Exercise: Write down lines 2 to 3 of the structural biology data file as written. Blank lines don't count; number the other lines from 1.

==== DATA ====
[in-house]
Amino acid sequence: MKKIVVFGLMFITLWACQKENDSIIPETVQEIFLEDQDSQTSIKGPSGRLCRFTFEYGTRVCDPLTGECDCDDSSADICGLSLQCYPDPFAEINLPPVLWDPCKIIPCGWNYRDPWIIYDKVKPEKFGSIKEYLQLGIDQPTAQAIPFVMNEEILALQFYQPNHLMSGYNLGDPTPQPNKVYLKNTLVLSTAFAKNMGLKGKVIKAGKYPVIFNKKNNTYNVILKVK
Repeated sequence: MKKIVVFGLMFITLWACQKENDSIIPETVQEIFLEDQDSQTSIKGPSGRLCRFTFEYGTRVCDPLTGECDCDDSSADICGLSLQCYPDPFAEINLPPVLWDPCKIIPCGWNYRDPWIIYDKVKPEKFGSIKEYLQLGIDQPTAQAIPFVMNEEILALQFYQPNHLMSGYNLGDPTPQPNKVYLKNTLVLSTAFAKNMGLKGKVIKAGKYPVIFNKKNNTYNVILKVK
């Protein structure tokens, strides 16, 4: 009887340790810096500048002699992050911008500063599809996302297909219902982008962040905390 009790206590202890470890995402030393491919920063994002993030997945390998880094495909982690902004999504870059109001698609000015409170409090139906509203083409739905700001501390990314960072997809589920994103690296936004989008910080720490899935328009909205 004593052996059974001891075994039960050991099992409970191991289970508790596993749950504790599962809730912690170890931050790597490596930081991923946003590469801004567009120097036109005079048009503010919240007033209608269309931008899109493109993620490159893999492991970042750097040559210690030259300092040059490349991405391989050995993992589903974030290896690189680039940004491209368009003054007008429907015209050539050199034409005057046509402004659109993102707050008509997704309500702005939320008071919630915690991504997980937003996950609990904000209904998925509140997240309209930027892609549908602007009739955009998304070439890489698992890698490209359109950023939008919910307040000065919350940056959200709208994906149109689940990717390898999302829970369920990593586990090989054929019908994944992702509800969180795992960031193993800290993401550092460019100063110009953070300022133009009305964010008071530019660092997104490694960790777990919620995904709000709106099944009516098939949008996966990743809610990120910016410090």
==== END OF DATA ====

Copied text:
Amino acid sequence: MKKIVVFGLMFITLWACQKENDSIIPETVQEIFLEDQDSQTSIKGPSGRLCRFTFEYGTRVCDPLTGECDCDDSSADICGLSLQCYPDPFAEINLPPVLWDPCKIIPCGWNYRDPWIIYDKVKPEKFGSIKEYLQLGIDQPTAQAIPFVMNEEILALQFYQPNHLMSGYNLGDPTPQPNKVYLKNTLVLSTAFAKNMGLKGKVIKAGKYPVIFNKKNNTYNVILKVK
Repeated sequence: MKKIVVFGLMFITLWACQKENDSIIPETVQEIFLEDQDSQTSIKGPSGRLCRFTFEYGTRVCDPLTGECDCDDSSADICGLSLQCYPDPFAEINLPPVLWDPCKIIPCGWNYRDPWIIYDKVKPEKFGSIKEYLQLGIDQPTAQAIPFVMNEEILALQFYQPNHLMSGYNLGDPTPQPNKVYLKNTLVLSTAFAKNMGLKGKVIKAGKYPVIFNKKNNTYNVILKVK